Gallery: The first, but also problematic, Cullen Fountains
September 2, 2016
Construction on the fountains. | Taken from The Cougar, 1972
Construction started in November 1971, but was delayed during the summer of 1972. In this photo, workers laid down the pipes for the fountain while students head to class. | Taken from The Cougar, 1972
“If you think these workmen are looking for a dime lost when the Quadrangle Fountain was laid, you’re wrong.” Liborio Amador and Sergie Arrila were seeking a leaky water pipe Monday, which developed under the fountain. | Taken from The Cougar, 1972
The Reflection Pool between Ezekiel Cullen and the Education Building was filled Thursday and the fountains were turned on. Several students took advantage of the cool water to relieve themselves of the heat. | Taken from The Cougar, 1972
Freshwater is pumped into the Quadrangle Fountain. |Taken from The Cougar, 1972
Dazzling in the Quadrangle reflection pool will be this unusual metal sculpture. The art piece was machine sanded to give its polished effect. | Taken by Chris Stone, The Cougar 1972
Construction at the fountains with Ezekiel Cullen in the background. Fifteen days after opening, the campus was forced to drain the fountains after finding a faulty concrete slab at the floor of the pool. | Taken from The Houstonian, 1972.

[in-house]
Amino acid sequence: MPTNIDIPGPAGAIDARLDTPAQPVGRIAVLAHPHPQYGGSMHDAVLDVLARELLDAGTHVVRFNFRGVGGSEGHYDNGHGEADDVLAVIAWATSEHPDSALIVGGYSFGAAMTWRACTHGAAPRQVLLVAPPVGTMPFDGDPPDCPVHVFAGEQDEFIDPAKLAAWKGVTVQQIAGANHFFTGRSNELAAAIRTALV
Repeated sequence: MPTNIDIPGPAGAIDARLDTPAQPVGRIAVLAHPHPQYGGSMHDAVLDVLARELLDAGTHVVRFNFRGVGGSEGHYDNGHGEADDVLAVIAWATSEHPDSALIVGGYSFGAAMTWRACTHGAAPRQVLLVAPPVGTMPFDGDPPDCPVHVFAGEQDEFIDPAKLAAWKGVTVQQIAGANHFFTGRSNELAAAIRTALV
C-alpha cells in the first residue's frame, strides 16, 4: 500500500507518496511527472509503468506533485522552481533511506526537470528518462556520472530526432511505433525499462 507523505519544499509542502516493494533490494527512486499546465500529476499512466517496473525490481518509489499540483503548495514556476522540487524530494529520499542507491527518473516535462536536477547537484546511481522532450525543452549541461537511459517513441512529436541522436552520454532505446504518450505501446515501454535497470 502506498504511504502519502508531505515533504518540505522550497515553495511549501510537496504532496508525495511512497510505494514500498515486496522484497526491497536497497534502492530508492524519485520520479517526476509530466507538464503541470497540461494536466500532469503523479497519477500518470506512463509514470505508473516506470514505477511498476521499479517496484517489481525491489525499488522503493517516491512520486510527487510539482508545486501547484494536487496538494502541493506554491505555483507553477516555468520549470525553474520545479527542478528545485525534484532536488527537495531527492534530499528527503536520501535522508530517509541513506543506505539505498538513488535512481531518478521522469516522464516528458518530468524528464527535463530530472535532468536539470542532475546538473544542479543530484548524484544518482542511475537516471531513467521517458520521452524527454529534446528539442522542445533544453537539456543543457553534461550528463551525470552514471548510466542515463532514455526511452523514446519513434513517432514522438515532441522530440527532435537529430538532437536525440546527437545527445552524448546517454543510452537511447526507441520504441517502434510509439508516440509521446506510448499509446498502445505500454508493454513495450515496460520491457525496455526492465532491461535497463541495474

Relaxing while reading. | The Cougar, 1972
Co-eds shower at the fountains. | Taken from The Cougar, 1972
Unnamed students enjoying the fountains. | Taken from The Cougar, 1972
Although the Cullen Family Plaza Fountain reopened Wednesday after more than a year of being closed for repairs, the fountain has always had problems.
On Sept. 21, 1972, the fountain first opened for the student body after months of delays. Students were invited to hop in the fountains and relax as well as sit around and enjoy the view. It was initially called the “Quadrangle Fountains” after the old name for the Cullen Plaza, the “Academic Quads.”
However, just ten days after opening, the fountains were closed and drained because of “vandals who sat on the lighting connections, which resulted in an electrical hazard,” according to The Daily Cougar.
Five days later, while refilling the pool, faulty construction forced the campus to close the fountain again for two weeks while it was re-outfitted.
Forty-six years later, the fountain is a symbol of campus and a dazzling spot for students to relax. When it’s open, that is.